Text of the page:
A slow, but ultimately rewarding tale of a lonely psychologist and her poetic client.

Pub Date: Oct. 23, 2016

ISBN: 978-0-9973102-2-1

Page Count: 282

Publisher: Red Mountain Press

Review Posted Online: Nov. 29, 2016

Did you like this book?

No Comments Yet

Unrelenting gloom relieved only occasionally by wrenching trauma; somehow, though, Hannah’s storytelling chops keep the...


Hannah’s sequel to Firefly Lane (2008) demonstrates that those who ignore family history are often condemned to repeat it.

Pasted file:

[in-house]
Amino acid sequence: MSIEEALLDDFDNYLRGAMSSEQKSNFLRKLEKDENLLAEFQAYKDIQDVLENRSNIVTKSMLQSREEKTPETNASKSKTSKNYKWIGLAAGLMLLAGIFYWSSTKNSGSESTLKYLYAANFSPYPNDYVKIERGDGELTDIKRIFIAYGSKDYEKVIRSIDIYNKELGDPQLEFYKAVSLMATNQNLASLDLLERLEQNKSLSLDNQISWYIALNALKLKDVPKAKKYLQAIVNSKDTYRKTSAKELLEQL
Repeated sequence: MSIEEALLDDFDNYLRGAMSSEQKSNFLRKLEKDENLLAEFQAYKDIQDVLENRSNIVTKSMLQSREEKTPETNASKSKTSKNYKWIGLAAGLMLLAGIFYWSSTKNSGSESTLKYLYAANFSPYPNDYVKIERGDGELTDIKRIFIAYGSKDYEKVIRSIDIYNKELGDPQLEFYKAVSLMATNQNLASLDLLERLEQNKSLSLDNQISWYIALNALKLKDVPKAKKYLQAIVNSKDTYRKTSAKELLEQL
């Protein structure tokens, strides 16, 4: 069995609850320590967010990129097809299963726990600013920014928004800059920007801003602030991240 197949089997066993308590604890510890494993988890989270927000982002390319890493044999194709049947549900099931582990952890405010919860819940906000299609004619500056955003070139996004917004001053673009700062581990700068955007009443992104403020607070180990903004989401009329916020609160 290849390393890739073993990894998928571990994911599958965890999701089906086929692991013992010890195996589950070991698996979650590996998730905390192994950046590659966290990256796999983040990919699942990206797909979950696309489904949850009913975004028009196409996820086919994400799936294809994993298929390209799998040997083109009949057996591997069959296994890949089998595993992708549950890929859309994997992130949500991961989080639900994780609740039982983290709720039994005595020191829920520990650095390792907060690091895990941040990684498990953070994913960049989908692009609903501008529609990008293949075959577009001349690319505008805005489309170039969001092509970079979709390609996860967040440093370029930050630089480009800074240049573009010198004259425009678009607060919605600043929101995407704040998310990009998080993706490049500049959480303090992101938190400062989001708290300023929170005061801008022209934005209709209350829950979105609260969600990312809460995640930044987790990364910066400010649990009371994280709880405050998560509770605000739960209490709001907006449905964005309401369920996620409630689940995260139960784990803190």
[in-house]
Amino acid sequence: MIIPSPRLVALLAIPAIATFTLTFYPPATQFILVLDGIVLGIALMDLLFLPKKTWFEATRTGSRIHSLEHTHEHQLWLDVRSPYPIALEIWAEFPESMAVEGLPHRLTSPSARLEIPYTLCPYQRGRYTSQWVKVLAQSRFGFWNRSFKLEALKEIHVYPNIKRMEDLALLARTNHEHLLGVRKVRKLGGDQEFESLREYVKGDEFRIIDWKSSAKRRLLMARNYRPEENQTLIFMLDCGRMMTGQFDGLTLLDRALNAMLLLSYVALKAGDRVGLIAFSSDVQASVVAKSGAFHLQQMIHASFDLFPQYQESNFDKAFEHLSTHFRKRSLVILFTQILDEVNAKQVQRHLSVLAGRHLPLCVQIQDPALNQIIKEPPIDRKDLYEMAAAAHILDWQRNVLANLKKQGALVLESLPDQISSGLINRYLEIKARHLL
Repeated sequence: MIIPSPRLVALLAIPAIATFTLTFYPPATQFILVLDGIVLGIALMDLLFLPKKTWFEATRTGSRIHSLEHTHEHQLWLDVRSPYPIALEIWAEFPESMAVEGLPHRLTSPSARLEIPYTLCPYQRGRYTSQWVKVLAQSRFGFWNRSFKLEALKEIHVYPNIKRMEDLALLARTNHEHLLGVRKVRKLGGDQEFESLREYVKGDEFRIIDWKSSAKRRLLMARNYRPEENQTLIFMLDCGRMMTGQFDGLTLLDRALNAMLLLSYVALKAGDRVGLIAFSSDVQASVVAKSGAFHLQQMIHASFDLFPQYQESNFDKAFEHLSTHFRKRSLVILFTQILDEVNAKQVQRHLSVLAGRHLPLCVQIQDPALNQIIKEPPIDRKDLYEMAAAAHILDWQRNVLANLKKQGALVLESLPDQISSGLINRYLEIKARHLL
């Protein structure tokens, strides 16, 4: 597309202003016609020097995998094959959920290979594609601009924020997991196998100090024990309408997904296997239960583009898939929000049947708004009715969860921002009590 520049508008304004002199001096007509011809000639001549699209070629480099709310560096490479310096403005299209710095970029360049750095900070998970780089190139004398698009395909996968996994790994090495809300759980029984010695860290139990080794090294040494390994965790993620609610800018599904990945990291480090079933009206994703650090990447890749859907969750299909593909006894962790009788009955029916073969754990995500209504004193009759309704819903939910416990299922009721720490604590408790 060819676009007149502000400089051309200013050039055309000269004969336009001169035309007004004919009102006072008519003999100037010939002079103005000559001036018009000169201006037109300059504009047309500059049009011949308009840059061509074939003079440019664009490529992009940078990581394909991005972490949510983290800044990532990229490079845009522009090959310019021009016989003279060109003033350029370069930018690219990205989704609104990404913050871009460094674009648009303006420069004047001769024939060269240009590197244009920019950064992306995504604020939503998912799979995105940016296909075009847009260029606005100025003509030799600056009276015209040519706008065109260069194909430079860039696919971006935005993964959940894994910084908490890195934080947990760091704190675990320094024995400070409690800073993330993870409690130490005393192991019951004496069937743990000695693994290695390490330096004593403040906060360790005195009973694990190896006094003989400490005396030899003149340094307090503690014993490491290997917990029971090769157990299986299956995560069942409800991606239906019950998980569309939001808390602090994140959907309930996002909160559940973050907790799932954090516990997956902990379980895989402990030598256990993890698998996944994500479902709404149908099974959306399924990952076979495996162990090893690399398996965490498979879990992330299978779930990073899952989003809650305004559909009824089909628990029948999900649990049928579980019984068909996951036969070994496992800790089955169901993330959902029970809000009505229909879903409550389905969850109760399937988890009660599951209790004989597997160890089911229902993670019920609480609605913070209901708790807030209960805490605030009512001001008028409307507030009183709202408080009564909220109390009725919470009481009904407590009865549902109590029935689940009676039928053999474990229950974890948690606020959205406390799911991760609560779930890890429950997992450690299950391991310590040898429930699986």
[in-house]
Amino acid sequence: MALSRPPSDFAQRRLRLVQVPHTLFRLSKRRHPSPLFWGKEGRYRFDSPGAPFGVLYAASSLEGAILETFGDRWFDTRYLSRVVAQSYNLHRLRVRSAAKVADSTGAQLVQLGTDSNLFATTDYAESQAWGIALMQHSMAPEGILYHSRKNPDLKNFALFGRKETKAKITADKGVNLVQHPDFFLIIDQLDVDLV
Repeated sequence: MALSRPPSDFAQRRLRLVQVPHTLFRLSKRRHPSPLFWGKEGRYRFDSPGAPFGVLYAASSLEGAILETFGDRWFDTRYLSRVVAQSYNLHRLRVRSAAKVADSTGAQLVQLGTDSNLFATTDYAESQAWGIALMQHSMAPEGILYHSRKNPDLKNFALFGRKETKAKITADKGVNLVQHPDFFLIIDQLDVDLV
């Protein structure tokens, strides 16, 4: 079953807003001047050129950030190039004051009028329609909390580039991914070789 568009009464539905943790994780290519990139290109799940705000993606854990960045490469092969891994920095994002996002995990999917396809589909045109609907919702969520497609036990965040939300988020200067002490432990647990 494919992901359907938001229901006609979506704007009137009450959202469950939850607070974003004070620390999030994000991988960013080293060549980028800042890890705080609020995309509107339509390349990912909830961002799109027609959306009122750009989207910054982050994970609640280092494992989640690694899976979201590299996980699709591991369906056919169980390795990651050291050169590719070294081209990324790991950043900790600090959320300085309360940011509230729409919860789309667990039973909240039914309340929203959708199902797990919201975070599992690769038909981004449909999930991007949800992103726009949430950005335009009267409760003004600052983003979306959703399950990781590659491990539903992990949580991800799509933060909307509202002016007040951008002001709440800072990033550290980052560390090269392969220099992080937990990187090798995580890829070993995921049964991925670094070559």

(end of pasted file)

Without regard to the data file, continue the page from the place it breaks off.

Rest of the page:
When we last left Kate and Tully, the best friends portrayed in Firefly Lane, the friendship was on rocky ground. Now Kate has died of cancer, and Tully, whose once-stellar TV talk show career is in free fall, is wracked with guilt over her failure to be there for Kate until her very last days. Kate’s death has cemented the distrust between her husband, Johnny, and daughter Marah, who expresses her grief by cutting herself and dropping out of college to hang out with goth poet Paxton. Told mostly in flashbacks by Tully, Johnny, Marah and Tully’s long-estranged mother, Dorothy, aka Cloud, the story piles up disasters like the derailment of a high-speed train. Increasingly addicted to prescription sedatives and alcohol, Tully crashes her car and now hovers near death, attended by Kate’s spirit, as the other characters gather to see what their shortsightedness has wrought. We learn that Tully had tried to parent Marah after her father no longer could. Her hard-drinking decline was triggered by Johnny’s anger at her for keeping Marah and Paxton’s liaison secret. Johnny realizes that he only exacerbated Marah’s depression by uprooting the family from their Seattle home. Unexpectedly, Cloud, who rebuffed Tully’s every attempt to reconcile, also appears at her daughter’s bedside. Sixty-nine years old and finally sober, Cloud details for the first time the abusive childhood, complete with commitments to mental hospitals and electroshock treatments, that led to her life as a junkie lowlife and punching bag for trailer-trash men. Although powerful, Cloud’s largely peripheral story deflects focus away from the main conflict, as if Hannah was loath to tackle the intractable thicket in which she mired her main characters.